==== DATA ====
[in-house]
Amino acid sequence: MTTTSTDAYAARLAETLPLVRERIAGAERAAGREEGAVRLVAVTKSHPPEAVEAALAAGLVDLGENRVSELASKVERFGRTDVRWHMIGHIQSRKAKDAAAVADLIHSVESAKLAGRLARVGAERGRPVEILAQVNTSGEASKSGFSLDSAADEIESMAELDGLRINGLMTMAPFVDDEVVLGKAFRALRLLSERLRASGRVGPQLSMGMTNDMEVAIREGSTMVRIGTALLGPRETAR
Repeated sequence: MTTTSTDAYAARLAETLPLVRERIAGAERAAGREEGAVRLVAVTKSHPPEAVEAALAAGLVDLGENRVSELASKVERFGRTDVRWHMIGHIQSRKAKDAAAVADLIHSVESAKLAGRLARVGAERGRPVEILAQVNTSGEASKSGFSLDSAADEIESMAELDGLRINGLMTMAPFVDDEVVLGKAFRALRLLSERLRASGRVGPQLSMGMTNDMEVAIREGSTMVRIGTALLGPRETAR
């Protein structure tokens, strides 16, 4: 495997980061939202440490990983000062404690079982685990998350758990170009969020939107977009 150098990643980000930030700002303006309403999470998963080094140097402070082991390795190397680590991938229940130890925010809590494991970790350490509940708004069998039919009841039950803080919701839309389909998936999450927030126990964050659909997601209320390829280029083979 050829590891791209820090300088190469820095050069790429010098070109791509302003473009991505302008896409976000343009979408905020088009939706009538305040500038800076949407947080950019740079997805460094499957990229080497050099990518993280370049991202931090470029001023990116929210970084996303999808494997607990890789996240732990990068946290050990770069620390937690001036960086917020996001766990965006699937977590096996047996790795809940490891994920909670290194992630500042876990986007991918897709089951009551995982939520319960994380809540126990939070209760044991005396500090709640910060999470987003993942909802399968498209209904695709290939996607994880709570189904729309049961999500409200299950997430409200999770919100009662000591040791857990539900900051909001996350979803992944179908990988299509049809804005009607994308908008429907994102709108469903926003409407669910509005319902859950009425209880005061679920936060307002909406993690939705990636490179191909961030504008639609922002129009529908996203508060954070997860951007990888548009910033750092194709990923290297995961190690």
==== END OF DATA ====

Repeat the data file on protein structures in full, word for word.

[in-house]
Amino acid sequence: MTTTSTDAYAARLAETLPLVRERIAGAERAAGREEGAVRLVAVTKSHPPEAVEAALAAGLVDLGENRVSELASKVERFGRTDVRWHMIGHIQSRKAKDAAAVADLIHSVESAKLAGRLARVGAERGRPVEILAQVNTSGEASKSGFSLDSAADEIESMAELDGLRINGLMTMAPFVDDEVVLGKAFRALRLLSERLRASGRVGPQLSMGMTNDMEVAIREGSTMVRIGTALLGPRETAR
Repeated sequence: MTTTSTDAYAARLAETLPLVRERIAGAERAAGREEGAVRLVAVTKSHPPEAVEAALAAGLVDLGENRVSELASKVERFGRTDVRWHMIGHIQSRKAKDAAAVADLIHSVESAKLAGRLARVGAERGRPVEILAQVNTSGEASKSGFSLDSAADEIESMAELDGLRINGLMTMAPFVDDEVVLGKAFRALRLLSERLRASGRVGPQLSMGMTNDMEVAIREGSTMVRIGTALLGPRETAR
């Protein structure tokens, strides 16, 4: 495997980061939202440490990983000062404690079982685990998350758990170009969020939107977009 150098990643980000930030700002303006309403999470998963080094140097402070082991390795190397680590991938229940130890925010809590494991970790350490509940708004069998039919009841039950803080919701839309389909998936999450927030126990964050659909997601209320390829280029083979 050829590891791209820090300088190469820095050069790429010098070109791509302003473009991505302008896409976000343009979408905020088009939706009538305040500038800076949407947080950019740079997805460094499957990229080497050099990518993280370049991202931090470029001023990116929210970084996303999808494997607990890789996240732990990068946290050990770069620390937690001036960086917020996001766990965006699937977590096996047996790795809940490891994920909670290194992630500042876990986007991918897709089951009551995982939520319960994380809540126990939070209760044991005396500090709640910060999470987003993942909802399968498209209904695709290939996607994880709570189904729309049961999500409200299950997430409200999770919100009662000591040791857990539900900051909001996350979803992944179908990988299509049809804005009607994308908008429907994102709108469903926003409407669910509005319902859950009425209880005061679920936060307002909406993690939705990636490179191909961030504008639609922002129009529908996203508060954070997860951007990888548009910033750092194709990923290297995961190690």